Candidate: My immediate career goals are to obtain the necessary training and skill set required to be competitive for a tenured faculty position and to accumulate data sufficient for an R01 or similar funding mechanism. My long term career goals are to be a tenured, funded cancer biology professor, a mentor, and a science administrator. To this end, the key elements of my career plan are focused on 1) developing my independent research, 2) continuing my technical and research administrative education, 3) honing my communication skills, and 4) gaining more mentoring experience. Environment: I can successfully meet my goals because I have access to state-of-the-art equipment, core facilities, and educational resources at Rice University, the Texas Medical Center, and through a prostate cancer P01 collaboration that includes the University of Delaware, Emory University, and Cedars-Sinai. I also have a team of phenomenal mentors who are leaders in the prostate cancer and cancer health disparities fields. These mentors include my primary mentor, Dr. Mary Farach-Carson, co-mentor, Dr. Leland Chung, and Drs. Nora Navone and Lovell Jones, who have each agreed to provide me with career development guidance. Research: Prostate cancer (PCa) is the second leading cause of death in North American men, where 80% of PCa mortality is due to bone metastasis. PCa tumors can contain neuronal-like neuroendocrine (NE) PCa cells, which correlates with poor prognosis. NE PCa cells are resistant to apoptosis, secrete proteins to induce cell proliferation and angiogenesis, and can de-differentiate to contribute to tumor growth. Our lab recently published data revealing that bone marrow stromal cell (BMSC) paracrine signaling induces apoptosis in co-cultured bone metastatic PCa cells. However, a subpopulation of the bone metastatic PCa cells can avoid cell death and undergo neuroendocrine differentiation (NED). One process that has been shown to mediate cancer cell survival and cell differentiation is autophagy, the homeostatic process of intracellular degradation and recycling. Thus, I propose that autophagy is a cytoprotective mechanism that PCa cells use to survive and undergo NED in the bone marrow stromal microenvironment. To address my hypothesis, I will (1) dissect autophagy regulation in PCa cells exposed to BMSC, (2) demonstrate that autophagy enhances PCa cell survival and promotes NED, and (3) show that autophagy attenuation increases PCa cell death. Autophagy induction and function will be analyzed using immuno-blot and -staining for autophagy markers, such as LC3, and using acidic vesicle dyes, such as monodansylcadaverin. PCa cells will be subjected to genetic and pharmacological autophagy modulation and assayed for cell viability and the NED phenotype. My investigation will identify pathways to attenuate autophagy and redirect bone metastatic PCa cells towards cell death.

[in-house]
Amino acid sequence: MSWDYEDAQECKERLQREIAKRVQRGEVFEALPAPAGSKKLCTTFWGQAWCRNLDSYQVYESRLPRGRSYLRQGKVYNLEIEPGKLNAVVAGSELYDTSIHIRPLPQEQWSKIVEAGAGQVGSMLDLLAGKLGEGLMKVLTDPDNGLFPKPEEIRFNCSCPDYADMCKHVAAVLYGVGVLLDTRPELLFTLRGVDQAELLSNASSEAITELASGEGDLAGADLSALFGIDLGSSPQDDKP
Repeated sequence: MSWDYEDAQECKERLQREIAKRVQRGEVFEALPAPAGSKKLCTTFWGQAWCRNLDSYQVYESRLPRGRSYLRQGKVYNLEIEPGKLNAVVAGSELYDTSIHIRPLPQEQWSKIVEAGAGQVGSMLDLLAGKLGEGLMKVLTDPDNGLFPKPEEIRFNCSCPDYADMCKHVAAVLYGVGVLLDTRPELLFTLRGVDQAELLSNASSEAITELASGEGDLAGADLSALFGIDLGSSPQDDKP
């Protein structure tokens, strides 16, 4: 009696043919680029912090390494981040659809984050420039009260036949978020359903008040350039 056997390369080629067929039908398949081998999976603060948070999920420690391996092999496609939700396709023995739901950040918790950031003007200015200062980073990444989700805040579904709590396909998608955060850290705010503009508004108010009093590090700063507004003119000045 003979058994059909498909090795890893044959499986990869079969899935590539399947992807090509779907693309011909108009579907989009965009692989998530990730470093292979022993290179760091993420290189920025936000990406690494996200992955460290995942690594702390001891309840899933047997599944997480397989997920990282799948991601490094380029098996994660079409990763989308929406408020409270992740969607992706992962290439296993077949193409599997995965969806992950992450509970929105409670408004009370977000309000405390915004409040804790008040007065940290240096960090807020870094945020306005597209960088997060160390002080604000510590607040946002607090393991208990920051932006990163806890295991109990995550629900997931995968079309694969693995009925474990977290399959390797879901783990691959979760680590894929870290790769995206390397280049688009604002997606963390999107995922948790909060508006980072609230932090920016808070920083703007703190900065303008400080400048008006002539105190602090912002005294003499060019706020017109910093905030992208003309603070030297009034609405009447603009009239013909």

Prostate cancer (PCa) bone metastasis is responsible for 80% of PCa death. Therefore, it is imperative to understand the biology of bone metastatic PCa cells in the bone environment. Hence, the purpose of this project is to determine the role of autophagy, a homeostatic process, in bone metastatic PCa cell survival and to determine if inhibition of autophagy can kill bone metastatic PCa cells.
|Nawas, Afshan Fathima; Mistry, Ragini; Narayanan, Shrinath et al. (2018) IL-1 induces p62/SQSTM1 and autophagy in ER?+ /PR+ BCa cell lines concomitant with ER? and PR repression, conferring an ER?- /PR- BCa-like phenotype. J Cell Biochem :|
|Thomas-Jardin, Shayna E; Kanchwala, Mohammed S; Jacob, Joan et al. (2018) Identification of an IL-1-induced gene expression pattern in AR+ PCa cells that mimics the molecular phenotype of AR- PCa cells. Prostate 78:595-606|
|Chang, Megan A; Morgado, Micaela; Warren, Curtis R et al. (2014) p62/SQSTM1 is required for cell survival of apoptosis-resistant bone metastatic prostate cancer cell lines. Prostate 74:149-63|
|Chang, M A; Patel, V; Gwede, M et al. (2014) IL-1? induces p62/SQSTM1 and represses androgen receptor expression in prostate cancer cells. J Cell Biochem 115:2188-97|